Our belly dance instructor Melanie, one of Y employees William, and a belly dance classmate Gwynnie. Gwynnie actually did something amazing when we were dancing. She'd forgotten to tie her hip scarf properly and it fell off. She just kicked it away and kept going like a pro.
Judging by how my belt is moving, I'd just switched from a hip shimmy to a spiral shimmy. The girl in the green t-shirt is my Barre and yoga instructor Natalie. She also teaches Zumba. She's amazing - we are friends.
This is funny - SOMEHOW they caught me in mid-rolldown.
My favorite - a circle of fabulousness and fun. If you ever want to take on belly dancing, all my stuff is from BellyDance.com. They do sell some full-blown expensive professional costumes, but also some nice, affordable stuff for beginners of both genders.
The Zumba demo. The guy on the left is the one I'd browbeat into coming to belly dancing class the following day. I asked him why he wouldn't want to be in a room with a bunch of lovely women undulating seductively, and he didn't have a good answer - so he just showed up in class.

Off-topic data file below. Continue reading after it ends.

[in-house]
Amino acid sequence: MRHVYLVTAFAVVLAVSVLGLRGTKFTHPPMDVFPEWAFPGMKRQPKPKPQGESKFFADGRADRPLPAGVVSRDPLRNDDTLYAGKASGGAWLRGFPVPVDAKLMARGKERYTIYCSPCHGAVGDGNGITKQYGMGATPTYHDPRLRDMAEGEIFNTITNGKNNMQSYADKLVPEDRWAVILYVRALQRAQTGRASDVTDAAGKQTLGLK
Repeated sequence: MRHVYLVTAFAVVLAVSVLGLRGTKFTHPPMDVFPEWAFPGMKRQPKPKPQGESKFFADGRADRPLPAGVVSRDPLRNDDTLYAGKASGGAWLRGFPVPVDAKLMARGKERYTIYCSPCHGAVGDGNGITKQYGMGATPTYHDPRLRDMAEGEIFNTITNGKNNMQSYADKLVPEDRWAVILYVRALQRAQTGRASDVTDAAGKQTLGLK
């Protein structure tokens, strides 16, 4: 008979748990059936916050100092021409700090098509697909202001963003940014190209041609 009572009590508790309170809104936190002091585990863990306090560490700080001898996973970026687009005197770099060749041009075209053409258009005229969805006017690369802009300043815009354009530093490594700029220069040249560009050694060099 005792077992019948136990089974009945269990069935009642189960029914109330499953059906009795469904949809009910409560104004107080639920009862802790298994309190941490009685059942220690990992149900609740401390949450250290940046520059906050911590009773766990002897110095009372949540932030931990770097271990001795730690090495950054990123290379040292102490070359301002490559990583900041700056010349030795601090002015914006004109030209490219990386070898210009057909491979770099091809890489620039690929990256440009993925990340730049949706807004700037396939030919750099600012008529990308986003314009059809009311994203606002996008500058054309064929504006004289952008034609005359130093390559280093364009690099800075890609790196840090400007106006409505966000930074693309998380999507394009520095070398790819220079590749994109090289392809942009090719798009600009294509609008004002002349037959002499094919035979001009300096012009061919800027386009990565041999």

Natalie leading the pack.
We used Norton for probably 15 years with no issues. Then after one of the Windows updates
(I forget which one, 8 maybe)we started have computer problems. Uninstalled Norton and installed McAfee a and things have been running fine. No bugs, no viruses.
They should pay you, or at least send you free stuff!
you are the walking, talking advertisement for the sport!
IT IS NOT HOW DARE YOU SPREAD SUCH VICIOUS RUMOURS!
How are you verifying you have no bugs or viruses?
Everything is working as we need it to. Pretty straightforward.
After the issues with Norton I am pretty anal about data backup as well.
On a serious note:
There appears to have been a spike in e-mail attacks, both social engineering and with payload. I have dealt with both this week and am still dealing with one today.
1) an email, possibly from a source you know, asking you to click a link and fill out a form. This is data collection to used to take over your e-mail account, use for suture attacks, and possibly ID theft. The original attack that started this was 5 months ago and they held on to the data and e-mial account for 5 months before stacking virtually everyone in the compromised e-mial's address book.